Part Six: Kumalie, the Dog Killer
Taworri's body shuddered as spring rain beat upon his hide and made the cut to his left shoulder sting as the scab was knocked aside and blood flowed freely. He tried hard to keep off the rain filled flat, but there was little shelter and though he had gained what he'd wanted, there were other challenges around him. Had Alkina and Tallara stayed with their father's herd, then no stallion would dare even think of showing interest, but Taworri was a young colt and still half lame from his escape from Limestone Creek. The appearance of a Brumby Hunter and his blue heeler had been the only way the challenge had been completed, but Taworri, though he'd escaped the ropes of the hunter, had been punished by the son of Thalera, the Limestone Black Stallion, who had not.
As he sulked near the bent gum trees with their delicious smelling flowers, his three dancing mares, and a pale roan daughter of Goonda and Lightning romped in the misting weather. By some luck, Muma had decided to stick around with his band and keep an eye on his Silver Brother's band some more. There had also been some luck, in that Echo the kangaroo had appeared one evening and remained close by. His presence had made many stallions aware that Taworri must have Baringa's favour, but Lightning was ever watchful.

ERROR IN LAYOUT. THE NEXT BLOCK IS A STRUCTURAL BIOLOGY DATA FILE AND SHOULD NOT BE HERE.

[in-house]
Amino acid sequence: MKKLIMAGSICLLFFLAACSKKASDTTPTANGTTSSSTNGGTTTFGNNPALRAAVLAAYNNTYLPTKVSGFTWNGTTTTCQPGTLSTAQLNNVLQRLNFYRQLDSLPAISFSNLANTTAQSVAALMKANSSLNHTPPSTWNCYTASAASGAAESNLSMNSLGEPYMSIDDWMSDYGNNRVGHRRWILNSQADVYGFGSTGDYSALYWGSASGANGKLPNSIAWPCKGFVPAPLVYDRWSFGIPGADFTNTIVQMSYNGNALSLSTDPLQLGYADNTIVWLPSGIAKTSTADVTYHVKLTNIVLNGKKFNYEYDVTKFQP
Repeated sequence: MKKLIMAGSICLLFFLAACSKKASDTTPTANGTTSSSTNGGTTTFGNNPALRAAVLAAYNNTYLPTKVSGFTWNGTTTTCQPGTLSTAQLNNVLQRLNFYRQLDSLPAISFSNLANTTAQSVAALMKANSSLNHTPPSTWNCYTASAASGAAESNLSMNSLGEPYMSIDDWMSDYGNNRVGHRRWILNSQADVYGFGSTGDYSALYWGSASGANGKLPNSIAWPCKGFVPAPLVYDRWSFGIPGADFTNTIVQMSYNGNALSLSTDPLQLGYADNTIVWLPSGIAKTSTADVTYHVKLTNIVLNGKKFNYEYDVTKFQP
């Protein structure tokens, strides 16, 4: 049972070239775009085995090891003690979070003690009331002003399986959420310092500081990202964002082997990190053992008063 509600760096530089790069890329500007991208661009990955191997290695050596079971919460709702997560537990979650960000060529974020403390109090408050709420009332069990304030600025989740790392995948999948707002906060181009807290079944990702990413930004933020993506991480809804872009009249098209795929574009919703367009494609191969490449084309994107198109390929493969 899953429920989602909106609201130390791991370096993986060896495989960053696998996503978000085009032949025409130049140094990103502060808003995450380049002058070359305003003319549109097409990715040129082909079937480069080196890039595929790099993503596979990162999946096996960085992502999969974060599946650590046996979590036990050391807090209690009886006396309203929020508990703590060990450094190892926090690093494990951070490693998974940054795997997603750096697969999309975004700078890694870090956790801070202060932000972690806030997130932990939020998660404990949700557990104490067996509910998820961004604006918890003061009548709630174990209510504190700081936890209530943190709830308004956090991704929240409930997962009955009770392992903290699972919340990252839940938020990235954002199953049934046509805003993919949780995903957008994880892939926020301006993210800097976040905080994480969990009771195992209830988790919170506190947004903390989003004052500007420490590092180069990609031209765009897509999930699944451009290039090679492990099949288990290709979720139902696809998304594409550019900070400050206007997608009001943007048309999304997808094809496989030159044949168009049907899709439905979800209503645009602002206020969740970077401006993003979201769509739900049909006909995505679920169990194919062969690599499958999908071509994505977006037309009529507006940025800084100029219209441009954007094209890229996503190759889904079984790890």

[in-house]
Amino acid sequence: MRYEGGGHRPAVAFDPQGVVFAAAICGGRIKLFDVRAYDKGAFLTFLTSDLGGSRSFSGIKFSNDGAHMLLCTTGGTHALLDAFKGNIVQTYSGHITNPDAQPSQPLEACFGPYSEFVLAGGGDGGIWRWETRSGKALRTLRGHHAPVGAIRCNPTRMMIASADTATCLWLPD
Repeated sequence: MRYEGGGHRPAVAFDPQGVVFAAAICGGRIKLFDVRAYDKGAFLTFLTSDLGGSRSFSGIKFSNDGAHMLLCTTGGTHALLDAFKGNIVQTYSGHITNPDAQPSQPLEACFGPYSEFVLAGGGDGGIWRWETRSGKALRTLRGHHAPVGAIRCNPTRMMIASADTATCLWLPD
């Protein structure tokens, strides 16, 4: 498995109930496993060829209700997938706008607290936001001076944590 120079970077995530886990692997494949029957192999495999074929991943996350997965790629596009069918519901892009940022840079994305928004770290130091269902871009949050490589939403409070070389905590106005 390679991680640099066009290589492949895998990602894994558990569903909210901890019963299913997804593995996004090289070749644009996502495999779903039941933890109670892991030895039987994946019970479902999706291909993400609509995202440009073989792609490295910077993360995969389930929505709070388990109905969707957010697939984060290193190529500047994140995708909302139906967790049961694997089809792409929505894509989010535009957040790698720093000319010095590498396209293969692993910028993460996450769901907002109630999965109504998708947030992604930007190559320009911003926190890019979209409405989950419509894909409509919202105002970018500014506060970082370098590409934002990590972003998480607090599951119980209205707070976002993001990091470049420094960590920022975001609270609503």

But Taworri knew that he would not be able to stay on the flats much longer. Although related, Lightning was far too interested in Alkina and would often go up to her to greet her, which she accepted. But twice Lightning had tried to push hr toward his band, and only Taworri's nicker for a dance had made Alkina kick Lightning and run back to him. Echo had understood the problem and suggested the lands beyond the Limestone, but this was a very odd thought and Tallara had not been eager to go back to where she'd just left.
"You can't even pass Limestone Creek without Thalera thundering over and making a riot. He certainly would not be above killing Taworri and taking us all off!" Tallara snorted one rainy afternoon as they all pressed close to one another under the gum trees. Echo lounged underneath their legs, delighted for the larger animals' sheltering him. But he could understand her point and more so the other fillies were worried.